The threat of major wildfires for the leeward side of Hawaii island will remain high through October, forecasters said today.
All other areas of the state can expect normal conditions through November, according to the National Interagency Fire Center in Boise, Idaho, which produces the forecast.
Sea surface temperatures around the islands are expected to remain above normal through November, helping to raise temperatures throughout the islands, the report said.
A lighter than normal rainfall in July allowed drought conditions to spread across parts of the Big Island, but normal rainfall is now expected and the most critical drought conditions are expected to remain only in leeward areas of the island.
Meanwhile, the specter of major wildfires will also remain high throughout August in Southern California, northern Nevada and parts of the Northwest and northern Great Plains, the report said.
A wet winter and spring produced thick grasses in the region, but a hot June melted the snow and dried out the vegetation, leaving it vulnerable to lightning-caused fires, said Bryan Henry, of the National Interagency Fire Center.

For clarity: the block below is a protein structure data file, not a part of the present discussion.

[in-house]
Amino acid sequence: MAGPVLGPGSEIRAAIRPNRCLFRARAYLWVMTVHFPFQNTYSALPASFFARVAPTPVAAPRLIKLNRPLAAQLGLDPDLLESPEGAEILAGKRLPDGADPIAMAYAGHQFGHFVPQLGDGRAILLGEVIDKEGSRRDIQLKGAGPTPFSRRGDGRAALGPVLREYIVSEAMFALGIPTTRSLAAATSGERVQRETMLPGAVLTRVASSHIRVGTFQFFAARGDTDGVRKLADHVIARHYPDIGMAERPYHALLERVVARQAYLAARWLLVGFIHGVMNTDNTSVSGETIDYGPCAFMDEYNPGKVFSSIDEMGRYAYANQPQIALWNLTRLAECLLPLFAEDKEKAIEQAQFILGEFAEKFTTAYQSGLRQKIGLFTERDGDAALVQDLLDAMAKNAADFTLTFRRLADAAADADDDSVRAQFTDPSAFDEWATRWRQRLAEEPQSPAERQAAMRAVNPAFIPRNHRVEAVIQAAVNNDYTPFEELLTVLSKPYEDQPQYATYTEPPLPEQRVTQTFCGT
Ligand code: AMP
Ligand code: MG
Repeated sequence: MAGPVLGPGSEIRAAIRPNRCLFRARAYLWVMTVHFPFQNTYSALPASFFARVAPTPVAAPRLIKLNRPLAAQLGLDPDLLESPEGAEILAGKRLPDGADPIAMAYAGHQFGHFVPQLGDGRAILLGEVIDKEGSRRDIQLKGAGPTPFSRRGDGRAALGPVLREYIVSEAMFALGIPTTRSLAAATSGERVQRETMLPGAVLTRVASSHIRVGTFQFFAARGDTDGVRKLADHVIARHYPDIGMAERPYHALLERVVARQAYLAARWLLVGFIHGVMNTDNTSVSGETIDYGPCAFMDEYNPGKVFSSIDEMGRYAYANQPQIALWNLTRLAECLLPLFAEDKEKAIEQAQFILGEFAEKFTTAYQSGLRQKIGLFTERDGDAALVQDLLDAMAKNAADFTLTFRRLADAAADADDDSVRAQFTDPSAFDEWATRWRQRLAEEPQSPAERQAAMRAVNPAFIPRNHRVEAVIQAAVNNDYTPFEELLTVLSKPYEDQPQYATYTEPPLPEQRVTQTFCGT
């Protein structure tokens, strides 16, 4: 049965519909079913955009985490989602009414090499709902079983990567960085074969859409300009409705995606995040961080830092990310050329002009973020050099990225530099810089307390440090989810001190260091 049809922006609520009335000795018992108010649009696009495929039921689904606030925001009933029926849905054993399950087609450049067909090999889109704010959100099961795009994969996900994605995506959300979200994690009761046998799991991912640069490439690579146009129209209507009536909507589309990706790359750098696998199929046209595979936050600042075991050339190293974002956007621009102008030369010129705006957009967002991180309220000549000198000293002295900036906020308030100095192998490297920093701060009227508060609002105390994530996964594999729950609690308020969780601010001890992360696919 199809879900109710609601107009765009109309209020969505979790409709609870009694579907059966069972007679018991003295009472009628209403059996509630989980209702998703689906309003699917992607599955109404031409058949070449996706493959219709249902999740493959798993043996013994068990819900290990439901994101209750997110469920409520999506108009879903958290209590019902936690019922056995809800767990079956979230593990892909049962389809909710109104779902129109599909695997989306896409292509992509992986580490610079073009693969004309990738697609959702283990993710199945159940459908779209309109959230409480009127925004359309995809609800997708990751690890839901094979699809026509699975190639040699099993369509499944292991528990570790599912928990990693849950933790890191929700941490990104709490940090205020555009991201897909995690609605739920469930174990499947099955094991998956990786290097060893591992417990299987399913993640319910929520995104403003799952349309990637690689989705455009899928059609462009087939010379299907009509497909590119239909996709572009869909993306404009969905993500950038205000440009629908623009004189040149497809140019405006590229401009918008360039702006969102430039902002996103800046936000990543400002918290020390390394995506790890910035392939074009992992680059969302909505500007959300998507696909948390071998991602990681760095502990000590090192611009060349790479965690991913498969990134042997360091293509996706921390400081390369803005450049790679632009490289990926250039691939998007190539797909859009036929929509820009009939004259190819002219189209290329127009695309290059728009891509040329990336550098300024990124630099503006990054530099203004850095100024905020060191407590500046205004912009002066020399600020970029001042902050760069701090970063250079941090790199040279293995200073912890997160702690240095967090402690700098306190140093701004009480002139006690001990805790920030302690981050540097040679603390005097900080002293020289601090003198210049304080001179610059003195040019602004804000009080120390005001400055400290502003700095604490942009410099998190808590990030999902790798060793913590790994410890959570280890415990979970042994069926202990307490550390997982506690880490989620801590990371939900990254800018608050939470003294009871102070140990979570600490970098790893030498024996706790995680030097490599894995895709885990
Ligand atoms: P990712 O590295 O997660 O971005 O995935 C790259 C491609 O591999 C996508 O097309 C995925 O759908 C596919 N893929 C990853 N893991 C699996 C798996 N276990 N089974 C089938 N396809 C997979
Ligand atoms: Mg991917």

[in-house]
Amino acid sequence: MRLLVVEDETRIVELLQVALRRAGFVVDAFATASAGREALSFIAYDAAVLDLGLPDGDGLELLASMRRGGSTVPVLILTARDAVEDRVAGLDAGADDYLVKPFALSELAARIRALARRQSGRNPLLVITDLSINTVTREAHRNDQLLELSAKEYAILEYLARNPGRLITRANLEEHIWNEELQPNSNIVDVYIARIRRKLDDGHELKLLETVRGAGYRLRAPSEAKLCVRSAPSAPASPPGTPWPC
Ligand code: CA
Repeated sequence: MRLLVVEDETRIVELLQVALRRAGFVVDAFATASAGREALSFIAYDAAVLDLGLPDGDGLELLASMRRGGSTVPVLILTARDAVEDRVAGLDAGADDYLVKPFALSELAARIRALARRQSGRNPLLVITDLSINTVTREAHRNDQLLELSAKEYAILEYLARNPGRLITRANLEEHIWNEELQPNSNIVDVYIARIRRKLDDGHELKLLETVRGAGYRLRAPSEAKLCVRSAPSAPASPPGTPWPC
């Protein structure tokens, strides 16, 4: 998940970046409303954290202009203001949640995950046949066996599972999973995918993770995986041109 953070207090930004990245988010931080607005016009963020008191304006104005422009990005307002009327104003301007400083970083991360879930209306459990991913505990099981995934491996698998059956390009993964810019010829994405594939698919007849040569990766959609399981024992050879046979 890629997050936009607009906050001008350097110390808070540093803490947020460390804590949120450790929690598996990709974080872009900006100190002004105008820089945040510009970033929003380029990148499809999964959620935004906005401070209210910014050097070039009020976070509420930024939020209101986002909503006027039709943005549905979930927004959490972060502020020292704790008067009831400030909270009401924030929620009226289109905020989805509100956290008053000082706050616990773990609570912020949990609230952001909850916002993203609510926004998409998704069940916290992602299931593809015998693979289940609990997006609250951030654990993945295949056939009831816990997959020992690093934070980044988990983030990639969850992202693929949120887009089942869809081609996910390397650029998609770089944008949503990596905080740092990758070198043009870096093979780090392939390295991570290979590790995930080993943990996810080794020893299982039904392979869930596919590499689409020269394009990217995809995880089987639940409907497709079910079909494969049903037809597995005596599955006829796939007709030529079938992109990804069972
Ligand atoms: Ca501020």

“That’s probably going to continue into the middle of September until we can get the transition into winter,” he said.
A severe drought in eastern Montana and the western Dakotas is making the fire danger worse. The threat of major fires there was expected to remain above normal through October and possibly November.
Southern California could also see high fire danger into October or November, the forecast said.
In the Northwest, the August fire danger was above normal in eastern Washington, eastern Oregon and most of Idaho.
Bryan said some the vulnerable areas in the Northwest are in the path of the Aug. 21 eclipse and are expected to draw large crowds.
“We’d like to encourage people to be very careful out there,” he said.
Fire potential was low in the Southeast and normal across most of the rest of the U.S.
Thirty-six large wildfires were burning today in nine mostly Western states, including 11 in Montana, nine in California and six in Oregon, the fire center said. Nationwide, the active fires have burned more than 900 square miles.
So far this year, 39,000 fires have burned nearly 8,600 square miles. That compares with about 34,000 fires burning 5,500 square miles at the same time last year.